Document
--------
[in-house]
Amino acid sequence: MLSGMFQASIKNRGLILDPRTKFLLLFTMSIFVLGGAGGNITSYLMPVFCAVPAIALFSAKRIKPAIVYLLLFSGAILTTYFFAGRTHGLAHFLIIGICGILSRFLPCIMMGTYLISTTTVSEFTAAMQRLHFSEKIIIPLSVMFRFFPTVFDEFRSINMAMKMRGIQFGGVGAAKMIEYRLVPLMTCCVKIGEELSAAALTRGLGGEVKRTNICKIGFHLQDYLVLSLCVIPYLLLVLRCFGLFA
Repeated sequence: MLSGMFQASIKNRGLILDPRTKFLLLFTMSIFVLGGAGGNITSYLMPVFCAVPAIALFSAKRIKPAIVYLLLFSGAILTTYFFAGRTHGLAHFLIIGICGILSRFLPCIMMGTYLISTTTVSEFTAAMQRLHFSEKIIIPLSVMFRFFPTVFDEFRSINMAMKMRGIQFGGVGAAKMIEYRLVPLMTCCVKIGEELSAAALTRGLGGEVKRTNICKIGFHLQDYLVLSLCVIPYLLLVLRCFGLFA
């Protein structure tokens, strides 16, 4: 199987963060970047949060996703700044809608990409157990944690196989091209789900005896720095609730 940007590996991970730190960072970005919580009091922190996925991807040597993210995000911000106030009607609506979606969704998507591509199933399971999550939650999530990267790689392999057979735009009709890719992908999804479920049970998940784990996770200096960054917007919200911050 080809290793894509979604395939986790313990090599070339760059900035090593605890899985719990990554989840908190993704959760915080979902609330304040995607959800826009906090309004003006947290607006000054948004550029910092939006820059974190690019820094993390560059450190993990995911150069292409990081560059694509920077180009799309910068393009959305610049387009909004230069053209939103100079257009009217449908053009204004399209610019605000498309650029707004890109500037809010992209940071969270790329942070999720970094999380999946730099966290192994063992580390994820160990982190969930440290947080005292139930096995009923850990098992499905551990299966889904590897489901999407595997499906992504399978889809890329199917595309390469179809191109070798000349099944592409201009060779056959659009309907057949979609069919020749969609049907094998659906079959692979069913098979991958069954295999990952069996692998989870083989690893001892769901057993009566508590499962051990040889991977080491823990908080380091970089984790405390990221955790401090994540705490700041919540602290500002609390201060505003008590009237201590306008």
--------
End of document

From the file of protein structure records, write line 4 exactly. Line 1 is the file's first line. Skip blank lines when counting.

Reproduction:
């Protein structure tokens, strides 16, 4: 199987963060970047949060996703700044809608990409157990944690196989091209789900005896720095609730 940007590996991970730190960072970005919580009091922190996925991807040597993210995000911000106030009607609506979606969704998507591509199933399971999550939650999530990267790689392999057979735009009709890719992908999804479920049970998940784990996770200096960054917007919200911050 080809290793894509979604395939986790313990090599070339760059900035090593605890899985719990990554989840908190993704959760915080979902609330304040995607959800826009906090309004003006947290607006000054948004550029910092939006820059974190690019820094993390560059450190993990995911150069292409990081560059694509920077180009799309910068393009959305610049387009909004230069053209939103100079257009009217449908053009204004399209610019605000498309650029707004890109500037809010992209940071969270790329942070999720970094999380999946730099966290192994063992580390994820160990982190969930440290947080005292139930096995009923850990098992499905551990299966889904590897489901999407595997499906992504399978889809890329199917595309390469179809191109070798000349099944592409201009060779056959659009309907057949979609069919020749969609049907094998659906079959692979069913098979991958069954295999990952069996692998989870083989690893001892769901057993009566508590499962051990040889991977080491823990908080380091970089984790405390990221955790401090994540705490700041919540602290500002609390201060505003008590009237201590306008």